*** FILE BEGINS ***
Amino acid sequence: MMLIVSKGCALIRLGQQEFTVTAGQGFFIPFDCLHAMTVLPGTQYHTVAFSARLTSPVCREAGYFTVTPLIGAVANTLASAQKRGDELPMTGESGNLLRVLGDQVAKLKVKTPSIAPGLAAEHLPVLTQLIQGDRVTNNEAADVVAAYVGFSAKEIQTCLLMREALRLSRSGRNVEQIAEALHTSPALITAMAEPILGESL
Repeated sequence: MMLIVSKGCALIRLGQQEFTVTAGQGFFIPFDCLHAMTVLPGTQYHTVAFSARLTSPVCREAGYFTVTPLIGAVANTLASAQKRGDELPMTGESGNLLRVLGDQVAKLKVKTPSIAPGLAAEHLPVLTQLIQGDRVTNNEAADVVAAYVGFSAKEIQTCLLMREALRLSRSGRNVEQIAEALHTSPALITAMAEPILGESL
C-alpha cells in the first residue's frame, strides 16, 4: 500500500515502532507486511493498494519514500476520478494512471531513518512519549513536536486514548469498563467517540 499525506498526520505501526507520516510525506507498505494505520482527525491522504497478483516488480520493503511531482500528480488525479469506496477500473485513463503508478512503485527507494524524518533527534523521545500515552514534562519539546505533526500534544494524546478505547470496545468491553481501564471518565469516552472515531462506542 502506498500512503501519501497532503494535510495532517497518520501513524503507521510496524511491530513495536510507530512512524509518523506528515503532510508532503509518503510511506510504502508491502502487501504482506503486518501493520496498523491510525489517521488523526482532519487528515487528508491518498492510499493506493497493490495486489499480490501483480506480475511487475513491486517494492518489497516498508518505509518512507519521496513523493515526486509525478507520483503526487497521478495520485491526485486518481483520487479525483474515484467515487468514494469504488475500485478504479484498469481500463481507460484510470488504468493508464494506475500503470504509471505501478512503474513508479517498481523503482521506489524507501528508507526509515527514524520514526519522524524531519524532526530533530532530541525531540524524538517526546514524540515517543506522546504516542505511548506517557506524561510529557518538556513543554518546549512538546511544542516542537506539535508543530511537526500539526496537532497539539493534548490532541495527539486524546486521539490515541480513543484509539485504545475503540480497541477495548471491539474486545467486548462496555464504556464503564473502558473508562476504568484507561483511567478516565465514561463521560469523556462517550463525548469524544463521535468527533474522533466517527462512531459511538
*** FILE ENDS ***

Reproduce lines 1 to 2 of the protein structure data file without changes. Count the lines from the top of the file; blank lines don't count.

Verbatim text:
Amino acid sequence: MMLIVSKGCALIRLGQQEFTVTAGQGFFIPFDCLHAMTVLPGTQYHTVAFSARLTSPVCREAGYFTVTPLIGAVANTLASAQKRGDELPMTGESGNLLRVLGDQVAKLKVKTPSIAPGLAAEHLPVLTQLIQGDRVTNNEAADVVAAYVGFSAKEIQTCLLMREALRLSRSGRNVEQIAEALHTSPALITAMAEPILGESL
Repeated sequence: MMLIVSKGCALIRLGQQEFTVTAGQGFFIPFDCLHAMTVLPGTQYHTVAFSARLTSPVCREAGYFTVTPLIGAVANTLASAQKRGDELPMTGESGNLLRVLGDQVAKLKVKTPSIAPGLAAEHLPVLTQLIQGDRVTNNEAADVVAAYVGFSAKEIQTCLLMREALRLSRSGRNVEQIAEALHTSPALITAMAEPILGESL